October is Menopause Awareness Month and the 18th October marks World Menopause Day. For this occasion, I asked my wonderful friend and colleague, Lynda Allison from The Menopause Boutique to write a guest blog about how anxiety affects women with menopause.
Lynda is very passionate about helping women deal with and overcome the 34 symptoms of menopause. She has put together a Hampshire based Panel of Experts, called ‘Hampshire Ladies, ask the experts’ to help women with just that. I am very pleased to announce that she invited me to be her Mental Fitness expert which I gratefully accepted.
Please welcome Lynda’s guest blog: Anxiety in Menopause.
Mention the word menopause and most people think of hot flushes, mood swings, and maybe fatigue, but less familiar is the onset of anxiety which around half of us will experience during this time.
Anxiety is one of the most underestimated symptoms of the menopause and it can take many women by surprise, it often creeps up during the early years of the perimenopause. The hormonal fluctuations that take place during this phase leave many women suddenly experiencing a loss of confidence or a sense of anxiety, even when this has never previously been an issue.
Anxiety is a general feeling of unease that can cause you to feel worried or fearful, and the symptoms can range from mild to severe.
Women seeking anxiety treatment can choose from among three approaches: (1) Lifestyle changes, (2) Alternative medicine, and (3) Medications.
The first level of treatment consists of making healthier lifestyle adjustments, which can bring tremendous benefits in treating anxiety.
Phytoestrogens exert weak oestrogenic effects in the body, which can help reduce anxiety, depression, and other menopause symptoms by promoting hormonal balance – e.g. soya, oats, flaxseed, sesame seeds, broccoli.
Magnesium helps regulate the function of neurotransmitters, like serotonin, which controls mood. Its deficiency has been shown to increase the risk of developing anxiety-related behaviours and depression. Found in nuts, seeds, spinach, avocado, leafy greens.
Zinc is a nutrient needed for proper brain function, including stress management and mood regulation. Its low levels have been linked to anxiety as well as other mental health disorders, like depression. Found in eggs, oysters, asparagus, cashew nuts and pumpkin seeds.
Omega-3 fatty acids have shown to help regulate mood-controlling neurotransmitters, reduce inflammation, and ease anxiety symptoms. Found in salmon, walnuts, flaxseed and olive oil.
The effects of regular physical activity on mental health are bountiful. It not only helps release stress and promote relaxation, but also improves mood and overall outlook on life. In fact, exercise has been shown as effective as antidepressant medication for treating mild to moderate anxiety and depression.
Alternative approaches to how to treat anxiety encompass a wide variety of options, of which the most popular ones are herbal supplements. They are not only the easiest regimens to follow, but some of the most effective ones since supplements address the underlying root of menopause anxiety, hormonal imbalance.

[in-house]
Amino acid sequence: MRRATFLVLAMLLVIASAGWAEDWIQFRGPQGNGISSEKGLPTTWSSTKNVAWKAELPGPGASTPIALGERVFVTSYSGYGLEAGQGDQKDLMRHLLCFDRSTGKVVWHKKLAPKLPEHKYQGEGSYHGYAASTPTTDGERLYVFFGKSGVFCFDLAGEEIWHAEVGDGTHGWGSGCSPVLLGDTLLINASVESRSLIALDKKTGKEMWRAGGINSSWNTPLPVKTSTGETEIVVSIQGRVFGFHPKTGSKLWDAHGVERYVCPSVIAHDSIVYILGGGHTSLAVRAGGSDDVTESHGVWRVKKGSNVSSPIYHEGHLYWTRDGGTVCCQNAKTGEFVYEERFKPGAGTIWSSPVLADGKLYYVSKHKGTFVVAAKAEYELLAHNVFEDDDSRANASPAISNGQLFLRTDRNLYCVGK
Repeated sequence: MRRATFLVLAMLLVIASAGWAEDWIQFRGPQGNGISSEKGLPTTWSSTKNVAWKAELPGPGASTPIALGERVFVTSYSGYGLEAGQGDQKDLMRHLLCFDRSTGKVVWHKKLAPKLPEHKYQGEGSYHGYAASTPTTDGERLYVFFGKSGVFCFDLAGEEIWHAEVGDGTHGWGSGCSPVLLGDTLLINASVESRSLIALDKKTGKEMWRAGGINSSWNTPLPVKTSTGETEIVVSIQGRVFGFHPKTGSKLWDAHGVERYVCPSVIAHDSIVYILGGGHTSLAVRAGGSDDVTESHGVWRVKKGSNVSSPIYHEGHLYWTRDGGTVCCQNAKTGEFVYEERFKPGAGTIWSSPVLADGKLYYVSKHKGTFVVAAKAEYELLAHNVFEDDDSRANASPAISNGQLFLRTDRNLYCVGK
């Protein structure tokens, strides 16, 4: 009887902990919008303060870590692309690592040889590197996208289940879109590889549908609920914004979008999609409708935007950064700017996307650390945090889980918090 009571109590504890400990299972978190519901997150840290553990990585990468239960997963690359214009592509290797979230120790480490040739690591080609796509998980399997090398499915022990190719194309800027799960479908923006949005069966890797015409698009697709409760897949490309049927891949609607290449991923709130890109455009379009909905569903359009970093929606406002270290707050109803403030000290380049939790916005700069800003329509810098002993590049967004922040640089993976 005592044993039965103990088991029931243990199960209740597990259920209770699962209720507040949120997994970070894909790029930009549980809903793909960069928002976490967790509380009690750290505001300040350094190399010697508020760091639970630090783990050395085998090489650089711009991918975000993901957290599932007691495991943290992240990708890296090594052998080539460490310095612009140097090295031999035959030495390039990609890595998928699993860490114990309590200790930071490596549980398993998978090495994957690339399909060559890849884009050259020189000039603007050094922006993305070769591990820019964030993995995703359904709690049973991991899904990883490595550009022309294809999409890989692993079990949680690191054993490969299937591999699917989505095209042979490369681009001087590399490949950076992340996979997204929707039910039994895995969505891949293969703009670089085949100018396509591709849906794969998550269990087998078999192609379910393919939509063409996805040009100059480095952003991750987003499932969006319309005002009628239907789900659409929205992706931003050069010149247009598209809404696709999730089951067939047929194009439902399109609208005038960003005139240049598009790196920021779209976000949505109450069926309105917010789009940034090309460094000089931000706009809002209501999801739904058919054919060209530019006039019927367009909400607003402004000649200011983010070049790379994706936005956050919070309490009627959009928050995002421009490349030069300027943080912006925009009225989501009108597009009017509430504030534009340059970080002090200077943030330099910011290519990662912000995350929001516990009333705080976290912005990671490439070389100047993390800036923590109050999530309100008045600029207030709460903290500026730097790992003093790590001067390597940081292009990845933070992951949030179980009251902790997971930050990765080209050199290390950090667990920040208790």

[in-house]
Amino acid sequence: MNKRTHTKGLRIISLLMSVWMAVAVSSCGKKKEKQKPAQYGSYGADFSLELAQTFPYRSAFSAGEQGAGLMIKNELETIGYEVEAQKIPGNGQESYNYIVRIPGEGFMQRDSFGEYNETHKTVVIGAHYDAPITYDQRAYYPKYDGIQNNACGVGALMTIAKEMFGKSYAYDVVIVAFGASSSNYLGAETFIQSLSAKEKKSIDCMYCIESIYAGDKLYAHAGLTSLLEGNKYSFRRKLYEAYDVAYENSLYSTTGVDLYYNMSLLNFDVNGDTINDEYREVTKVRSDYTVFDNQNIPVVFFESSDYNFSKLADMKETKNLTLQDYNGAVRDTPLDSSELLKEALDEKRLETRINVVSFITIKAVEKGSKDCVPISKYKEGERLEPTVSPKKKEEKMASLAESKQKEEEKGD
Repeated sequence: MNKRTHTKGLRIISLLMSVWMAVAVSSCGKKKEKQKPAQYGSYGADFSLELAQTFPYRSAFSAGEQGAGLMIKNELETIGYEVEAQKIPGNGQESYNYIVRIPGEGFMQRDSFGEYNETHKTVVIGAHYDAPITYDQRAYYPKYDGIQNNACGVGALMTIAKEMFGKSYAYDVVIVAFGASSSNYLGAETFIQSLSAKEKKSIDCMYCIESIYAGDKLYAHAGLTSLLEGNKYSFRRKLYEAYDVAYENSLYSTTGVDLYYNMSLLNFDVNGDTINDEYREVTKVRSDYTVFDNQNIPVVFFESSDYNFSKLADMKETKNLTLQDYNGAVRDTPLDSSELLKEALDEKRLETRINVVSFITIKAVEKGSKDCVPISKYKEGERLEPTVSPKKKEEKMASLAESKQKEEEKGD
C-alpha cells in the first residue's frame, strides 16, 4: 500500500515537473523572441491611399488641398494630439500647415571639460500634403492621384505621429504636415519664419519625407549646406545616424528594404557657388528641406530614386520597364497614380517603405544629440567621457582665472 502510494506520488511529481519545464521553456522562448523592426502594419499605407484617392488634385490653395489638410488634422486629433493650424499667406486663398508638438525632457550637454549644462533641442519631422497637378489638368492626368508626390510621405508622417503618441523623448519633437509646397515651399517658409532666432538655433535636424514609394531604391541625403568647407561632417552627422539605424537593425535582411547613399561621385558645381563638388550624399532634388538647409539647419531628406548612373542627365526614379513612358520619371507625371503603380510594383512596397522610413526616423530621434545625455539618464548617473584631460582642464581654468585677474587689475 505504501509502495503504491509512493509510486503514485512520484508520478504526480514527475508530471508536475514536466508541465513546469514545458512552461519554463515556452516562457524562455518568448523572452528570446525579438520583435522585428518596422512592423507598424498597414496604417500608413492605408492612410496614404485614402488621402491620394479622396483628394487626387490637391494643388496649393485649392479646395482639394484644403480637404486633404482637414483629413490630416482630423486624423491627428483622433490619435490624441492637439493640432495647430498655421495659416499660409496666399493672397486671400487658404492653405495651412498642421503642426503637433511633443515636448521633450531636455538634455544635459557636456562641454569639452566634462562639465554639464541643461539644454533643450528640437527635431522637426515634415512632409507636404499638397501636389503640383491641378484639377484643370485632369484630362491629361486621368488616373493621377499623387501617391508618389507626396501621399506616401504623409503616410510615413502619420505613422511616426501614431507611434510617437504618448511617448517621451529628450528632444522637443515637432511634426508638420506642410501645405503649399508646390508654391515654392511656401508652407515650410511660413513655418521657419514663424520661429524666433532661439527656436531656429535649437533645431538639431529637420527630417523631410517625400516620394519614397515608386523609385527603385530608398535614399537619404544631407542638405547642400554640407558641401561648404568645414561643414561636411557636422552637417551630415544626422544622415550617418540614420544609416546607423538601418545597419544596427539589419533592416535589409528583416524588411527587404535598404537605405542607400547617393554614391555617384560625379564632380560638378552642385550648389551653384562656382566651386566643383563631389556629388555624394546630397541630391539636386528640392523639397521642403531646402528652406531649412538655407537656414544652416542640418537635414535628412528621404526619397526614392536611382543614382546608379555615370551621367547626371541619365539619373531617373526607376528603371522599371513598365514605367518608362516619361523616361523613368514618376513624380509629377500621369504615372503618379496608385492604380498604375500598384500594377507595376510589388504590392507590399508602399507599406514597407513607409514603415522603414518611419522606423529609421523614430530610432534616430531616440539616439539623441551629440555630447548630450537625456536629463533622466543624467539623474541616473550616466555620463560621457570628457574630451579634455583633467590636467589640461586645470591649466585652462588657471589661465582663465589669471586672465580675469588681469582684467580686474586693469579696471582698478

Combining lifestyle adjustments with herbal supplements is often the most holistic and lasting approach to restoring hormonal balance and treating anxiety during menopause. However, women with severe anxiety may need a more conventional treatment, including medications and therapy.
There are two types of conventional anxiety treatments available to help women with severe anxiety.
Psychotherapeutic options for generalized anxiety disorder treatment can be highly beneficial, although they do require a significant time commitment. They are usually recommended before prescription medications and come in two main types:
Anxiolytics, or anti-anxiety medications, are usually prescribed when psychotherapy has not brought the desired results. They can also be used in conjunction with psychotherapy. However, we must remember that the majority of medications work by alleviating anxiety symptoms, not treating the underlying cause.
The three levels of anxiety disorder treatment discussed above are not mutually exclusive. Women may find that some approaches might be more beneficial at various stages of the menopausal transition than others. Nevertheless, many opt to combine lifestyle changes with herbal supplements for optimal, risk-free results the natural way.
On top of a healthy diet and exercise, some lifestyle tips aimed at relaxing the mind and generating good, positive feelings. Some of the best recommendations for anxiety treatment are as follows:
With all the internal and external changes occurring to menopausal women, it is no surprise that anxiety and depression are common symptoms. Implementing simple lifestyle changes, however, means that the distressing psychological and physical symptoms should decrease, leading to a better sense of overall wellbeing.
Lynda Allison – Nutritional Therapist